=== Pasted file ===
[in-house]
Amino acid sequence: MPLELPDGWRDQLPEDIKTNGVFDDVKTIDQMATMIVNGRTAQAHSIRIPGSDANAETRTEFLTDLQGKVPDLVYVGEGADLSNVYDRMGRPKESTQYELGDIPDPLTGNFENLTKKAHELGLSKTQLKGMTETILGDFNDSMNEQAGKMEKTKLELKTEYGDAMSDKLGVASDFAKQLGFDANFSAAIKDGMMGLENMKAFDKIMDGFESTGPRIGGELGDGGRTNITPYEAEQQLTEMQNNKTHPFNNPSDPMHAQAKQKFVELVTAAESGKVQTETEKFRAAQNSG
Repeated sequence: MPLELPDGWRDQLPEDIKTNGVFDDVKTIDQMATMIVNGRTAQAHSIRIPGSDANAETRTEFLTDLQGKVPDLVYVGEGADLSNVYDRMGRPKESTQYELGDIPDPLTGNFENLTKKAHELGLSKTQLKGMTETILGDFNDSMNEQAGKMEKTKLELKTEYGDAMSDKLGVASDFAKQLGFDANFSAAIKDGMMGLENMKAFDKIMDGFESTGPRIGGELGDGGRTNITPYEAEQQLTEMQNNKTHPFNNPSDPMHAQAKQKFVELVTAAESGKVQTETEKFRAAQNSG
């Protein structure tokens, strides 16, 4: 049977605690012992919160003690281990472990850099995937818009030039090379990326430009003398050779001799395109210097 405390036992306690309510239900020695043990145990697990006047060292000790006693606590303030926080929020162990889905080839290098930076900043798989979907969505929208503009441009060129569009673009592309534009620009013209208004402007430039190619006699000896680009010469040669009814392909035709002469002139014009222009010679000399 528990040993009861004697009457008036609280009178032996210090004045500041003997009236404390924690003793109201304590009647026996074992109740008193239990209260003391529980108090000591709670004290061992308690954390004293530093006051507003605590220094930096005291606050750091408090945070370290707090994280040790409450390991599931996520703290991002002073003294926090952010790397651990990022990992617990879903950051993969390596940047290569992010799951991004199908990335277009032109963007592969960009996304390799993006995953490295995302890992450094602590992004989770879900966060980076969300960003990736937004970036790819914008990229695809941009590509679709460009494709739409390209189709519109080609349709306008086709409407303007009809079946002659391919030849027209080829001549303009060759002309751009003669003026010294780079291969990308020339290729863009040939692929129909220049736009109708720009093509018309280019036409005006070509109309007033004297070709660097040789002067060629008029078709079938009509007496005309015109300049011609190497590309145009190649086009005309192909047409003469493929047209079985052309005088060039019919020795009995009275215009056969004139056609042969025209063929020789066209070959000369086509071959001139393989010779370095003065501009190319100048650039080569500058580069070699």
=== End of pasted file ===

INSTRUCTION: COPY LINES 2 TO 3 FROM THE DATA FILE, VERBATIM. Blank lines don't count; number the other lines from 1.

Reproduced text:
Amino acid sequence: MPLELPDGWRDQLPEDIKTNGVFDDVKTIDQMATMIVNGRTAQAHSIRIPGSDANAETRTEFLTDLQGKVPDLVYVGEGADLSNVYDRMGRPKESTQYELGDIPDPLTGNFENLTKKAHELGLSKTQLKGMTETILGDFNDSMNEQAGKMEKTKLELKTEYGDAMSDKLGVASDFAKQLGFDANFSAAIKDGMMGLENMKAFDKIMDGFESTGPRIGGELGDGGRTNITPYEAEQQLTEMQNNKTHPFNNPSDPMHAQAKQKFVELVTAAESGKVQTETEKFRAAQNSG
Repeated sequence: MPLELPDGWRDQLPEDIKTNGVFDDVKTIDQMATMIVNGRTAQAHSIRIPGSDANAETRTEFLTDLQGKVPDLVYVGEGADLSNVYDRMGRPKESTQYELGDIPDPLTGNFENLTKKAHELGLSKTQLKGMTETILGDFNDSMNEQAGKMEKTKLELKTEYGDAMSDKLGVASDFAKQLGFDANFSAAIKDGMMGLENMKAFDKIMDGFESTGPRIGGELGDGGRTNITPYEAEQQLTEMQNNKTHPFNNPSDPMHAQAKQKFVELVTAAESGKVQTETEKFRAAQNSG